Why The Flu Shot Doesn't Work (All the Time)

Why don't flu shots always work?. Jose Luis Peleaz Inc/Blend Images/Getty Images

Flu shots are quite controversial. Of all the vaccines we are asked to get, influenza is the only one that has to be given every year and has a much lower efficacy rate than most others. It's understandable that people are wary or confused about whether or not it is even worth getting.

The truth is, flu vaccines don't always work. It would be great if they did, but they don't.

Some people get the flu even after they get flu vaccines.

This occurs for one of a few reasons.

1. It could be that you were exposed to the flu before the vaccine had time to provide protection. They take 2 weeks to be effective. After vaccination, it takes that long for our bodies to develop immunities to the viruses included in the vaccine.

2. It is also possible that you got a strain of the flu that wasn't included in the vaccine. Each year, researchers do their best to determine which strains are most likely to cause illness the following year, but they don't always guess correctly. If you are exposed to a strain of influenza that is not included in one of the flu vaccines, you could still get sick.

3. Another possibility if you get the flu after you had a flu shot is that it just didn't provide complete protection for you. Unfortunately it doesn't work perfectly for everyone, so there will be some people that get the flu (even the strain included in the vaccine) after they were vaccinated.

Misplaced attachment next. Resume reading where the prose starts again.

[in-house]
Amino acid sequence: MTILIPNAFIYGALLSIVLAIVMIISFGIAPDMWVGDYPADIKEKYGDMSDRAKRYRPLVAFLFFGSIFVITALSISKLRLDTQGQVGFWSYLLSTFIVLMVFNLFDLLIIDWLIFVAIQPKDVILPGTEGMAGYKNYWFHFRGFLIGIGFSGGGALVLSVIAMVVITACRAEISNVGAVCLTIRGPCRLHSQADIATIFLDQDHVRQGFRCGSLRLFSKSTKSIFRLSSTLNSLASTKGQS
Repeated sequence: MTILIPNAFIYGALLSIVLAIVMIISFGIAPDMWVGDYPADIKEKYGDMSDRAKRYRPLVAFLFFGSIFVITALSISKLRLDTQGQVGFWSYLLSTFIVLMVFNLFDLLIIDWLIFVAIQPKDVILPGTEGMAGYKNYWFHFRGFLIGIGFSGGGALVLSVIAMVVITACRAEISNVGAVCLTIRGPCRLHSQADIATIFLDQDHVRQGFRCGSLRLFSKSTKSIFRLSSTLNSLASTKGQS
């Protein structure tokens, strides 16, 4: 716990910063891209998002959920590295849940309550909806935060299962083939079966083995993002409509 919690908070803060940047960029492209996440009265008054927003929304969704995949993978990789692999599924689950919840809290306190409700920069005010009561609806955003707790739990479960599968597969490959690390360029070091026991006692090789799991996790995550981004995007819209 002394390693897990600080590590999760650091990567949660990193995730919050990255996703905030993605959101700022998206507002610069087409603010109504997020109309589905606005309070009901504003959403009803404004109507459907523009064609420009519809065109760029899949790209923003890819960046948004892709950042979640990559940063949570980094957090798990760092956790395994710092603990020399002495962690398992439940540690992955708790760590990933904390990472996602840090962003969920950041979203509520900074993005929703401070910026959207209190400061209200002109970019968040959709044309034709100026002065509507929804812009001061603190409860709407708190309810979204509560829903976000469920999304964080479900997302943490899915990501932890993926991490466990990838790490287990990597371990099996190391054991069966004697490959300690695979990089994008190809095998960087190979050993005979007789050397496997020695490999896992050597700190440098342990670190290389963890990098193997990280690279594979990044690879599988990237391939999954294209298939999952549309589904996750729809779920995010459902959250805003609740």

Fortunately, most people in this category do not develop serious symptoms or complications from the flu.

4. Finally, you may not actually have the flu at all. Many people believe they have the flu when they get sick. But flu like symptoms can be caused by a lot of viruses, not just influenza.

And contrary to popular belief, the flu typically does not cause vomiting and diarrhea - or at least not as primary symptoms. Influenza is a respiratory illness. If your main symptoms are vomiting and diarrhea, you probably have a stomach virus (sometimes called the stomach flu), which is not the flu at all.


So, flu vaccines are not 100% accurate, but most things in medicine aren't. It is still the best protection we have against influenza. You can wash your hands, eat healthy, get plenty of sleep and still get the flu. You can get the flu vaccine and still get the flu as well, but you have a much better chance of avoiding it if you get vaccinated.


Key Facts About Seasonal Flu Vaccine. Seasonal Influenza (Flu) 7 Nov 13. US Centers for Disease Control and Prevention. Department of Health and Human Services. 26 Dec 13.

Vaccine Effectiveness - How Well Does the Flu Vaccine Work? Seasonal Influenza (Flu) 7 Nov 13. US Centers for Disease Control and Prevention. Department of Health and Human Services. 26 Dec 13.

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